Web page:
Good hand hygiene key in slowing down antibiotic resistance

Poor hand-washing is among the factors contributing to the proliferation of antibiotic-resistant infections, according to a recent report issued by the Review on Antimicrobial Resistance.

The AMR is a British effort aimed at examining possibilities to stifle the tide of antibiotic resistance, according to National Geographic. Its previous reports have been focused on topics like drug development and vaccine research. Recently, however, the AMR shifted tone by issuing a report focused on sanitation and hospital hygiene.

In this recent report, the AMR found that only 30 to 40 percent of hospital staff wash their hands as often as they should, with physicians performing worse than the nursing staff. While consistent hand-washing as infection prevention is not a new concept, it is under-practiced.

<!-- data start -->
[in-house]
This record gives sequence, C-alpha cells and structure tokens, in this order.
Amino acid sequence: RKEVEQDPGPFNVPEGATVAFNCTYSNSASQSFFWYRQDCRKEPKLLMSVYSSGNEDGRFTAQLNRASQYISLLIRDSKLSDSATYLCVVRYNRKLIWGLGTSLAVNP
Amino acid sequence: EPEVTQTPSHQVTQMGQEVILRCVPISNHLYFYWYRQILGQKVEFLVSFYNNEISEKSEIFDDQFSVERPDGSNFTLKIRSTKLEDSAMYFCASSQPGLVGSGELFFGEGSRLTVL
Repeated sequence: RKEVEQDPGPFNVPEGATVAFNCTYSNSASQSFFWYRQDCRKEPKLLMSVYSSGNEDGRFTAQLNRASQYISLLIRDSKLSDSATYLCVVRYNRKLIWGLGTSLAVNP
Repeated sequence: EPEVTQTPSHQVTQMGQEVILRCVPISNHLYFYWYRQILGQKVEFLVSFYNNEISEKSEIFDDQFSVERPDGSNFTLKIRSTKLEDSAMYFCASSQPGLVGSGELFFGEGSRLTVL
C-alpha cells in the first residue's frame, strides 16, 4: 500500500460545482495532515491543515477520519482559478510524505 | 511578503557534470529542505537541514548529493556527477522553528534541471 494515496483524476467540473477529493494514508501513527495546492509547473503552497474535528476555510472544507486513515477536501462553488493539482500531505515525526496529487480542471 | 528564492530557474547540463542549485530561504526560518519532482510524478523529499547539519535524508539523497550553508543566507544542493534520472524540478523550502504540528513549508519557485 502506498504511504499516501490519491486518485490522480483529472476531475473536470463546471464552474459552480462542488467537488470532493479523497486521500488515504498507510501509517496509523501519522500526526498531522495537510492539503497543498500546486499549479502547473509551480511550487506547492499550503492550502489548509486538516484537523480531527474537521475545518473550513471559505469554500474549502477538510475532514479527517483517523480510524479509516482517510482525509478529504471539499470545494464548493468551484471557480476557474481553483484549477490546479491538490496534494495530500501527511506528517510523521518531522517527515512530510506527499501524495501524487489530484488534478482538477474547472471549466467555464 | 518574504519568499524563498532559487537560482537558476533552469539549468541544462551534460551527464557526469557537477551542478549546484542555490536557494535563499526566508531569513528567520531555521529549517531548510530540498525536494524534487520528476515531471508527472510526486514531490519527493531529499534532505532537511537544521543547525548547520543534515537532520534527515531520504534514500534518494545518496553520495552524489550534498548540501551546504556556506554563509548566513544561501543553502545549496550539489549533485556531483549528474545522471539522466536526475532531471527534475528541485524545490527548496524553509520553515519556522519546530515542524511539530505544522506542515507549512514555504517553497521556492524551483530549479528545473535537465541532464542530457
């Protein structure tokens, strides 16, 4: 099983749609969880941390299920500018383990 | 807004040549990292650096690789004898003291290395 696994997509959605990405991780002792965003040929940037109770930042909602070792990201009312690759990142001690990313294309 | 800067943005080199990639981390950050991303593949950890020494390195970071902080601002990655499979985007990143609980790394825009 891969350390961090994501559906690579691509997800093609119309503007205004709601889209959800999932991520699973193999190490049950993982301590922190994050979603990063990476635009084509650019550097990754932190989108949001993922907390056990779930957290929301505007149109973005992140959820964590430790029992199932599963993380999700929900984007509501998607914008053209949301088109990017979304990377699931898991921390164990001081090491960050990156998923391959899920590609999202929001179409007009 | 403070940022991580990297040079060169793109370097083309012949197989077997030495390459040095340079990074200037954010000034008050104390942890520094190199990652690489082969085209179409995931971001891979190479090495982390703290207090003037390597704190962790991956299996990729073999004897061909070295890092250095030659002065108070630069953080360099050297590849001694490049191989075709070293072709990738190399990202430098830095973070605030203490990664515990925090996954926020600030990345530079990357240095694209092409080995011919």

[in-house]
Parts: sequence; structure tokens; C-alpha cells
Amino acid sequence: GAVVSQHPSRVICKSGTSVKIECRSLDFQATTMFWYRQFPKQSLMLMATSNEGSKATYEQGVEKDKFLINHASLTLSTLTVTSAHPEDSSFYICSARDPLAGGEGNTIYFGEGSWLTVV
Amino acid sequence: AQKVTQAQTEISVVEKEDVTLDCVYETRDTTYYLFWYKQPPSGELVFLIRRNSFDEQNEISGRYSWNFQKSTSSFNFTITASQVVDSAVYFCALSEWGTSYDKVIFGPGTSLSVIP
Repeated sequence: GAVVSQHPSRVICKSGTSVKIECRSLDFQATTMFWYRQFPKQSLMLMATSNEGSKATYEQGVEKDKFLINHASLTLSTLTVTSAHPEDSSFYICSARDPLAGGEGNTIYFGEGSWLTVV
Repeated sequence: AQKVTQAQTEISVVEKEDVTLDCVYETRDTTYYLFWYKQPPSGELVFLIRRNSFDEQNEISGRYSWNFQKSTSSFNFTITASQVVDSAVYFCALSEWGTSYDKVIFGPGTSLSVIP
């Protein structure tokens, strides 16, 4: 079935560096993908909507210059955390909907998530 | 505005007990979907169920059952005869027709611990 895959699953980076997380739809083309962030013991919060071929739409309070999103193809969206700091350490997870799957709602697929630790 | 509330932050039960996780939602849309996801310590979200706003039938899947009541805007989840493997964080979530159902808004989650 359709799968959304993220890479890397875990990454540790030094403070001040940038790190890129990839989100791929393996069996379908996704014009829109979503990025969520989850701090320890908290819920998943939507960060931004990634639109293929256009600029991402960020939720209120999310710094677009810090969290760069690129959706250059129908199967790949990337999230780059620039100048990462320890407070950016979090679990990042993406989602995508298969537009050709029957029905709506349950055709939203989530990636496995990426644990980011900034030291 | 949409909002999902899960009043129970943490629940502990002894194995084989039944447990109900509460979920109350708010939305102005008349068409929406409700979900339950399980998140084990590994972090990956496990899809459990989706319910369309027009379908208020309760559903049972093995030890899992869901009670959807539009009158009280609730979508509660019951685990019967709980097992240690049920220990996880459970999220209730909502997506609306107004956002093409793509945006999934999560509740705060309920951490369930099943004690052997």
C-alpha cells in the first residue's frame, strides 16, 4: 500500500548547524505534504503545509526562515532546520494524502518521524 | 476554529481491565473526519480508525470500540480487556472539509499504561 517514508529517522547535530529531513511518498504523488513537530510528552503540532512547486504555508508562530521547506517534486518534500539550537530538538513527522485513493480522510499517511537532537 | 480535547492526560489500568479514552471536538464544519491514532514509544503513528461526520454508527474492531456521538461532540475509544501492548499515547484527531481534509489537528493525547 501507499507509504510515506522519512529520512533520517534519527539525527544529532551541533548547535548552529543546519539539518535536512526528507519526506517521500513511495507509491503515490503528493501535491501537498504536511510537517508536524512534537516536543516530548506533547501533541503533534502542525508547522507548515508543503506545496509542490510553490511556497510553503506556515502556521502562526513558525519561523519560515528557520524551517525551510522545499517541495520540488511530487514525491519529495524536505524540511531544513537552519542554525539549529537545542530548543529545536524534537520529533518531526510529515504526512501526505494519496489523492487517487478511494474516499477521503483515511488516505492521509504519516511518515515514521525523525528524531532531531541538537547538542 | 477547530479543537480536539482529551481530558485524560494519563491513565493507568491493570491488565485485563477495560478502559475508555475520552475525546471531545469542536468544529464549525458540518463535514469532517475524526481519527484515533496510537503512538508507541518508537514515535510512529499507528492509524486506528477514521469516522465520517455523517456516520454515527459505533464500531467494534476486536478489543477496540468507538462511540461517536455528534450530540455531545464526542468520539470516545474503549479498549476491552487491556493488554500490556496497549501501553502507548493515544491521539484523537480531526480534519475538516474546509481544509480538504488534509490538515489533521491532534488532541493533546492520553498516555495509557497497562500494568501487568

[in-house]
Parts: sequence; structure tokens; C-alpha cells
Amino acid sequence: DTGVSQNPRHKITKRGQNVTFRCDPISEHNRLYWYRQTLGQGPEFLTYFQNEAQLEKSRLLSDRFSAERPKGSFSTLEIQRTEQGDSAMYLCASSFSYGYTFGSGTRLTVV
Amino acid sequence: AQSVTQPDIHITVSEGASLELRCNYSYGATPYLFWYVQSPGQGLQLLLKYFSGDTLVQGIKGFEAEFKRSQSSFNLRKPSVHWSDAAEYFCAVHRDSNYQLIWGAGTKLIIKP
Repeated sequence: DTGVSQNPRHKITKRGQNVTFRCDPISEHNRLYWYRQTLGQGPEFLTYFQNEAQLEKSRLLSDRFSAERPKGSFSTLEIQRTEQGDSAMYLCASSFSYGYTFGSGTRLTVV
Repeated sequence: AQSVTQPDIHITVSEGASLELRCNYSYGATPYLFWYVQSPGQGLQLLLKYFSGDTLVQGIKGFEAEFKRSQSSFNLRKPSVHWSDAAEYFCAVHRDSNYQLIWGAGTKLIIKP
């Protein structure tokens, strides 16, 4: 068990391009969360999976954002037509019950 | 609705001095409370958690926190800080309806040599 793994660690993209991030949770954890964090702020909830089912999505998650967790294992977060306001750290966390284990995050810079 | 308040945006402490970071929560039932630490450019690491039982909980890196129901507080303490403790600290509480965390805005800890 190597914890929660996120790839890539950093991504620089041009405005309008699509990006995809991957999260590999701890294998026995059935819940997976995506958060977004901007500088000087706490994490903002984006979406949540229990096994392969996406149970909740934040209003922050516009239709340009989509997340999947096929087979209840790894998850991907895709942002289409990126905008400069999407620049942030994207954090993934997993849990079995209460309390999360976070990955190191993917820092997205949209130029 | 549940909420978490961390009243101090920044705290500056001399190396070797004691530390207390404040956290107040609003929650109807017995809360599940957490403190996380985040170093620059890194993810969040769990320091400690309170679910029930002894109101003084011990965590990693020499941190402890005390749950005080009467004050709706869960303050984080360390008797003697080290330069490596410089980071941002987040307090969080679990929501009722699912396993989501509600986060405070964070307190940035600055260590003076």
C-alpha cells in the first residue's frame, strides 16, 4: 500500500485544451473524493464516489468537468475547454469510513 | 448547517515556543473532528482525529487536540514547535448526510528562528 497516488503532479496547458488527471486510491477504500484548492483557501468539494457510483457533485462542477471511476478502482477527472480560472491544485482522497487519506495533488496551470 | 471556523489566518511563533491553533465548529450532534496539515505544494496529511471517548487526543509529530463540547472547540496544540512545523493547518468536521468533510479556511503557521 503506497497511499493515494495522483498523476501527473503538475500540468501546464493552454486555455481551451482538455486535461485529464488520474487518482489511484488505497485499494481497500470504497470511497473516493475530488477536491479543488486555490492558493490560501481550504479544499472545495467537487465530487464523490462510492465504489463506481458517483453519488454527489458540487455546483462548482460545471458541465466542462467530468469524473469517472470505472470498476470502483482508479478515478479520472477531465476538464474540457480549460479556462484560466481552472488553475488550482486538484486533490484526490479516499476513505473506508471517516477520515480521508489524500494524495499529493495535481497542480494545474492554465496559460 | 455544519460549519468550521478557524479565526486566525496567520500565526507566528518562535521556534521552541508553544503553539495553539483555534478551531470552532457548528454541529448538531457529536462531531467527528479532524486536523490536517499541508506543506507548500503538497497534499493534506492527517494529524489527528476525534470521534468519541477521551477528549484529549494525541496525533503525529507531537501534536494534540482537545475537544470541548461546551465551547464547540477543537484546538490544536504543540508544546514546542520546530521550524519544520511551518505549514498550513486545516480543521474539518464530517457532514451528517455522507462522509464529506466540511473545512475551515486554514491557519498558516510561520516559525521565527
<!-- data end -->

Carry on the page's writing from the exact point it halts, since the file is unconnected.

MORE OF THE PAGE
"We felt it would be of value to point out that just doing the basics can make a huge amount of difference," Jim O'Neill, the former chief economist for Goldman Sachs and chair of the AMR, told National Geographic. "It is concerning that not enough has happened, and that's a reason for a new, independent voice to highlight that."

While it is important that hand-washing rates improve in hospitals, the AMR asserts there is a dearth of research into what actually motivates behavioral changes in healthcare workers. The group recommends funding studies to discern what measure should be taken to improve hand hygiene in hospitals.

More articles on infection control: 
2 more mumps cases confirmed at UNC Charlotte 
Rutgers student hospitalized with meningitis 
FDA recommends banning most powdered medical gloves

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